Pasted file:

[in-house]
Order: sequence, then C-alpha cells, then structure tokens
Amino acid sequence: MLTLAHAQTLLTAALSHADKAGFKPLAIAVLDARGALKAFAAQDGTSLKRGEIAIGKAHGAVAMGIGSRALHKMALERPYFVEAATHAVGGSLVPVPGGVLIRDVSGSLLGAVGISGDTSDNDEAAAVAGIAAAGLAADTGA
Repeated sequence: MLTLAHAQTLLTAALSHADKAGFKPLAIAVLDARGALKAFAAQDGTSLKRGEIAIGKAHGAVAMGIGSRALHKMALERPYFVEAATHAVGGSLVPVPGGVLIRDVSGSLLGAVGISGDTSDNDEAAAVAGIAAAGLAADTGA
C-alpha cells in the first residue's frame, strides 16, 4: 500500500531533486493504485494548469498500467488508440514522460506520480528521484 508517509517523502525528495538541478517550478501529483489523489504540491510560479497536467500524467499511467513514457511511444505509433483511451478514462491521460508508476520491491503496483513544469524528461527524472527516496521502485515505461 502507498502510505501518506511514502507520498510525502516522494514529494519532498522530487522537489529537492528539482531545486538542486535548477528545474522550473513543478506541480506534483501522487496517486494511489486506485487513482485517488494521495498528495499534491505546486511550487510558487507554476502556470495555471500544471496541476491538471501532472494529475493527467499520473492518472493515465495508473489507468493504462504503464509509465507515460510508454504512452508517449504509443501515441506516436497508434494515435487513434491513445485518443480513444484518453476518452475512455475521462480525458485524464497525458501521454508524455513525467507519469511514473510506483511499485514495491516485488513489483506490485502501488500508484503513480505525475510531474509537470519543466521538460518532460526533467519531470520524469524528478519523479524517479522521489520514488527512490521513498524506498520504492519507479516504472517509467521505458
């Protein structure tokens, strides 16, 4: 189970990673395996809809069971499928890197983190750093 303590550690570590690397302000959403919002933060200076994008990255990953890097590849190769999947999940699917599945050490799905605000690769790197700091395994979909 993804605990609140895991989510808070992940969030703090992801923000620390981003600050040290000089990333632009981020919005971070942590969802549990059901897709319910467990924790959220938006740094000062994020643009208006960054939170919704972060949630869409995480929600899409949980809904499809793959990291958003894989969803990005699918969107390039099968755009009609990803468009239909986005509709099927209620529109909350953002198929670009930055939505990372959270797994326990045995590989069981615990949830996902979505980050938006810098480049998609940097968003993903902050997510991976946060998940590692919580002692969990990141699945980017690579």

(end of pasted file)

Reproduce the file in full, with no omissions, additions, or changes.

[in-house]
Order: sequence, then C-alpha cells, then structure tokens
Amino acid sequence: MLTLAHAQTLLTAALSHADKAGFKPLAIAVLDARGALKAFAAQDGTSLKRGEIAIGKAHGAVAMGIGSRALHKMALERPYFVEAATHAVGGSLVPVPGGVLIRDVSGSLLGAVGISGDTSDNDEAAAVAGIAAAGLAADTGA
Repeated sequence: MLTLAHAQTLLTAALSHADKAGFKPLAIAVLDARGALKAFAAQDGTSLKRGEIAIGKAHGAVAMGIGSRALHKMALERPYFVEAATHAVGGSLVPVPGGVLIRDVSGSLLGAVGISGDTSDNDEAAAVAGIAAAGLAADTGA
C-alpha cells in the first residue's frame, strides 16, 4: 500500500531533486493504485494548469498500467488508440514522460506520480528521484 508517509517523502525528495538541478517550478501529483489523489504540491510560479497536467500524467499511467513514457511511444505509433483511451478514462491521460508508476520491491503496483513544469524528461527524472527516496521502485515505461 502507498502510505501518506511514502507520498510525502516522494514529494519532498522530487522537489529537492528539482531545486538542486535548477528545474522550473513543478506541480506534483501522487496517486494511489486506485487513482485517488494521495498528495499534491505546486511550487510558487507554476502556470495555471500544471496541476491538471501532472494529475493527467499520473492518472493515465495508473489507468493504462504503464509509465507515460510508454504512452508517449504509443501515441506516436497508434494515435487513434491513445485518443480513444484518453476518452475512455475521462480525458485524464497525458501521454508524455513525467507519469511514473510506483511499485514495491516485488513489483506490485502501488500508484503513480505525475510531474509537470519543466521538460518532460526533467519531470520524469524528478519523479524517479522521489520514488527512490521513498524506498520504492519507479516504472517509467521505458
């Protein structure tokens, strides 16, 4: 189970990673395996809809069971499928890197983190750093 303590550690570590690397302000959403919002933060200076994008990255990953890097590849190769999947999940699917599945050490799905605000690769790197700091395994979909 993804605990609140895991989510808070992940969030703090992801923000620390981003600050040290000089990333632009981020919005971070942590969802549990059901897709319910467990924790959220938006740094000062994020643009208006960054939170919704972060949630869409995480929600899409949980809904499809793959990291958003894989969803990005699918969107390039099968755009009609990803468009239909986005509709099927209620529109909350953002198929670009930055939505990372959270797994326990045995590989069981615990949830996902979505980050938006810098480049998609940097968003993903902050997510991976946060998940590692919580002692969990990141699945980017690579």